Most churches were impacted by the economic downturn and are finally breathing a sigh of relief as lower unemployment rates indicate an improving economy.  This is good news for churches that have had to rein in spending on ministry programs the last several years.

There are few church leaders who enjoy talking about giving, but contributions increase when members understand what the need is, where their donations are going and what part their giving plays in helping to fulfill the mission of the church.

There are best practices when it comes to increasing giving and the following ten points could have a positive impact on giving in your church.

10 Compelling Tips to Boost Tithing in Your Church – 10 Ways to Increase Giving in Your Church

1. Share a Compelling Vision

It is the responsibility of church leadership to help members understand the mission (why we exist) and vision (where we are going) of the ministry.  This means creating a church culture that is so attuned to the mission that members rally around its cause and support it with their labor (volunteers) and their dollars (financial support).

 

2. Teach on Giving

Not every church member will understand the biblical principles of giving and it is the responsibility of the church to teach them.  It is a sensitive subject, no doubt, but there are some proven models that help to educate and increase understanding of the basic giving principles.  Members who understand these principles tend to give more.

 

3. Teach on Personal Finance

It doesn’t matter how committed a member is to giving if his/her personal finances are a mess.  Most of us understand the challenge and limitations that come with carrying personal debt.  Host a Dave Ramsey Financial Peace course and help members experience the freedom that comes with living a debt free lifestyle.

 

4. Communicate the Need

Members can only help with those things that they are aware of.  Help your congregation support the ministry by communicating what financial needs the church has.  For example, if the HVAC unit is on its last leg, put the word out so church members can help fund the replacement.

 

5. Share Budget Information

Church members fund church operations and have an interest in how those dollars are spent.  Determine the best way to share monthly budget information updates.  Use the weekly bulletin, lobby posters or website to make information available.  Designate someone to answer budget questions that might come up.

 

6. Make Giving Easy

Gone are the days of people carrying around a check book.  Use technology to make giving easy by providing a donate button on the church website, establishing a mobile giving option, or offering automatic Electronic Fund Transfers (EFT).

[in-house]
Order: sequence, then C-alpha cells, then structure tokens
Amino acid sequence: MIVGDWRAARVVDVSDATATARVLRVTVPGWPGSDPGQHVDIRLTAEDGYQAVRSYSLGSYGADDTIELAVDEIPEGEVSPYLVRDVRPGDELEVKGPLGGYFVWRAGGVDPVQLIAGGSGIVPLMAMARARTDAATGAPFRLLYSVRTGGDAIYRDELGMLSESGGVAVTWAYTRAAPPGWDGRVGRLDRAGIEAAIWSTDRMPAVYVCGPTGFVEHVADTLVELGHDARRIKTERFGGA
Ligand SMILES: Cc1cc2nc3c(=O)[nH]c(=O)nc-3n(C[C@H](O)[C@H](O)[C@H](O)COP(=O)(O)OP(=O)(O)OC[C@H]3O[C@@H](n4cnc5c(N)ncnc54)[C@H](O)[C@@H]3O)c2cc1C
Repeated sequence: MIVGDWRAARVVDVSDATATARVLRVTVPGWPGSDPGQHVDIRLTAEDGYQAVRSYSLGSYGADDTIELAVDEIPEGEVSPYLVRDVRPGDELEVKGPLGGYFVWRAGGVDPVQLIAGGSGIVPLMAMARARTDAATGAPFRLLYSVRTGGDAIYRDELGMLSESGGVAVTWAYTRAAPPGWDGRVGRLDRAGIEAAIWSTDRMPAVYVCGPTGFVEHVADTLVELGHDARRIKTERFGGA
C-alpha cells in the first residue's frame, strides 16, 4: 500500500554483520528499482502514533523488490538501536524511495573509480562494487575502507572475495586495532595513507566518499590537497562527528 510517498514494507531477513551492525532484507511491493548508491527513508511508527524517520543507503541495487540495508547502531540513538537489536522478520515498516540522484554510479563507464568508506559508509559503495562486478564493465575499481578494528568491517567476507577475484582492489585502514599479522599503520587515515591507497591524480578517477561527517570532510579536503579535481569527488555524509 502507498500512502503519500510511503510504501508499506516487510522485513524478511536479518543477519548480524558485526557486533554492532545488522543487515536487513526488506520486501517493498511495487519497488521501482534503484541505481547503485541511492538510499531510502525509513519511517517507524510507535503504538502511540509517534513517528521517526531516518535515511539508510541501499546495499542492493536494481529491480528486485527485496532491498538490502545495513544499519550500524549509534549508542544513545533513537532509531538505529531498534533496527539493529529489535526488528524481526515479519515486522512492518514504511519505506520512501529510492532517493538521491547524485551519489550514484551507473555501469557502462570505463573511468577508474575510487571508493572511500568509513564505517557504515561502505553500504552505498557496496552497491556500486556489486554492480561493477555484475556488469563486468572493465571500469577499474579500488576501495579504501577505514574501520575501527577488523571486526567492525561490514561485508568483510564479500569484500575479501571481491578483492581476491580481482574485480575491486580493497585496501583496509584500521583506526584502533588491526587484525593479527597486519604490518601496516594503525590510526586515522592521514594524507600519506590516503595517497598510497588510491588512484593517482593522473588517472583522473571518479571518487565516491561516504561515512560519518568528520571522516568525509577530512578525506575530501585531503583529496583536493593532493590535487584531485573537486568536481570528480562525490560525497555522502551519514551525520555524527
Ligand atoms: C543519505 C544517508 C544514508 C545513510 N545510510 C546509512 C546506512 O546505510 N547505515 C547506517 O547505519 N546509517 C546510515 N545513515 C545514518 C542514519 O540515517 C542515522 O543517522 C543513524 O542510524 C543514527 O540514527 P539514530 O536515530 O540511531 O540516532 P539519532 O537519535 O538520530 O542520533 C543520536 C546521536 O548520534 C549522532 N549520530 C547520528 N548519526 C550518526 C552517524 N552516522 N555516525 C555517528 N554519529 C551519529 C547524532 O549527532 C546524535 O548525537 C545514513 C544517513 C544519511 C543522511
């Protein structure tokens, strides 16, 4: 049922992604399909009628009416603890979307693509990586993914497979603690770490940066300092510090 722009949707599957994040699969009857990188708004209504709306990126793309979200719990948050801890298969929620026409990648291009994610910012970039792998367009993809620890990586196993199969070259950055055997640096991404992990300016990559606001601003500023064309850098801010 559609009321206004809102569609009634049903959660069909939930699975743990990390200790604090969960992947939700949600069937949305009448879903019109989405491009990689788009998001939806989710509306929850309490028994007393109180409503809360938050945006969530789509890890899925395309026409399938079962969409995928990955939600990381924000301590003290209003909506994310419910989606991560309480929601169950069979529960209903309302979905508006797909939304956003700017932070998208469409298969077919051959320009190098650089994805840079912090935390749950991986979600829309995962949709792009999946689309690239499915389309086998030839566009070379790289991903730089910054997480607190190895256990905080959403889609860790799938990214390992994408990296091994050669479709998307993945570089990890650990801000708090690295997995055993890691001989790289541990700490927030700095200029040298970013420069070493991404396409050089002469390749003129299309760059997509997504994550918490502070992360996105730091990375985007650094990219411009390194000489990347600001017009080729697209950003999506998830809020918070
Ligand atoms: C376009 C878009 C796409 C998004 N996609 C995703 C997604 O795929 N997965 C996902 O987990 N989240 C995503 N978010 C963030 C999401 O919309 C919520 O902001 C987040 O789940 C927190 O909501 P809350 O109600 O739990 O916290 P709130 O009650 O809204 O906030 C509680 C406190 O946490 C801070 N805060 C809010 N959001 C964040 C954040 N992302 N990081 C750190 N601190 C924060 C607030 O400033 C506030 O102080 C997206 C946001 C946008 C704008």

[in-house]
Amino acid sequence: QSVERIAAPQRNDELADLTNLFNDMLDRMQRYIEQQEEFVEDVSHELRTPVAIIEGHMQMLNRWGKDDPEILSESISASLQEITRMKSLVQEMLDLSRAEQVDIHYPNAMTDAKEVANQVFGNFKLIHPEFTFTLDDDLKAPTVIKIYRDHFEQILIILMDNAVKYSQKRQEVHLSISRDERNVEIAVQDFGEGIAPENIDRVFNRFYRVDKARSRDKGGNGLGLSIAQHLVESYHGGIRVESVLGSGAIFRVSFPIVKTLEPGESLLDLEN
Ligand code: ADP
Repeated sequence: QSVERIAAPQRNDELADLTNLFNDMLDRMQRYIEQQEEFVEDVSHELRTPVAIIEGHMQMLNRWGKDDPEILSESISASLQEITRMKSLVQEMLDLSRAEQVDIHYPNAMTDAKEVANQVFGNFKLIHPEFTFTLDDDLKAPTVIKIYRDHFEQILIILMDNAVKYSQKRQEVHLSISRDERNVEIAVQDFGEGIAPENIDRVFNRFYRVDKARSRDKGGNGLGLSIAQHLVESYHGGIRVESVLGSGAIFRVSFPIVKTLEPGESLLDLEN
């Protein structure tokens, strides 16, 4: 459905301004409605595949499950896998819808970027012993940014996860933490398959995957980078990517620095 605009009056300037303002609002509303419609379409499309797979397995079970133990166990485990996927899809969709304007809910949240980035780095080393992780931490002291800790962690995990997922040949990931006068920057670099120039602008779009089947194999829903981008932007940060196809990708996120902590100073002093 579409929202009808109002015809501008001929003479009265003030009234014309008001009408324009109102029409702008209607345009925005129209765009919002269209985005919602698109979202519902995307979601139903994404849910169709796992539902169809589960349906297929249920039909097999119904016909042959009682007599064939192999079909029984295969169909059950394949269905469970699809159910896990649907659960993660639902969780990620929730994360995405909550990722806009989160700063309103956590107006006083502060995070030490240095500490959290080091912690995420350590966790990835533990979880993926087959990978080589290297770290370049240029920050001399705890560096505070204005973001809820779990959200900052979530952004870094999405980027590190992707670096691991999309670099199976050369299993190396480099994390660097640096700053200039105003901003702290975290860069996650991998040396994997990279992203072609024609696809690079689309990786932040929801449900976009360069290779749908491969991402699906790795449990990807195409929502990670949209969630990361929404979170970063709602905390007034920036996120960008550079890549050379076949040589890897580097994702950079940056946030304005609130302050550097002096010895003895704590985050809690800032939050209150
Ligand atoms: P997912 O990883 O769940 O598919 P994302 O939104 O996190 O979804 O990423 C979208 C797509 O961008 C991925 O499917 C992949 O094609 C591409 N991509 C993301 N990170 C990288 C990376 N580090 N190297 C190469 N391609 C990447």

7. Manage Church Conflict

When conflict arises in a church it is either resolved or members slowly disappear.  Manage conflict as soon as festering issues appear.  The sooner you can squelch a rumor, disagreement or miscommunication, the easier it is to resolve.  Take the time to address issues as they come up to ensure a cohesive church culture.

 

8. Pursue Accreditation

Churches have been slow to recognize the value in seeking accreditation but having a seal of approval from organizations like ECFA, gives members confidence that the church is being managed with the highest of ethical standards.  The accreditation process can be time consuming but worth the time investment because of the credibility that comes with displaying the ECFA seal of approval.

 

9. Demonstrate Good Stewardship

When people give to an organization they want to know that the money they donate is used for its intended purpose.  Demonstrate good stewardship by diligently seeking out the most cost effective ways of managing church resources.  For example, make a practice of soliciting at least three bids when hiring a contractor to do church building projects.

 

10. Ask for a Financial Commitment

There is something about making a commitment that keeps members focused on their financial responsibility to the church.  Do a giving campaign once a year and ask members to commit to weekly or monthly giving to support the church budget requirements.

Churches rely on the financial support of members and successful churches have learned how to keep giving members motivated.  They do this by helping them understand what the mission is they are giving to, how those dollars are used and giving them the confidence that the church is managing its resources with the highest of ethical standards.

About The Author

Patricia Lotich

Patricia Lotich is the founder of Smart Church Management, a site devoted to providing free articles, tools and resources for those managing a church operation. Patricia has ten years of Business Administration and Church Operations experience and has a driving passion to help churches fulfill their call by managing the resources God has given them – people, time and money. Follow Patricia on Twitter and Facebook

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One Response

  1. Kevin Dill

    The unemployment rate (U3) measures the number of people receiving unemployment benefits, not the number of unemployed. If you look into the numbers, you will see that the reason the number is dropping is because people have used up their 2 years of benefits and are falling out of the system. The real story of unemployment is in the participation rate numbers, which have continued to fall despite the “falling” unemployment rate. This merely indicates that the unemployed have given up looking, which should not be used as an indication of a strengthening economy. If anything, it is an indicator of systemic economic weakness for the long term.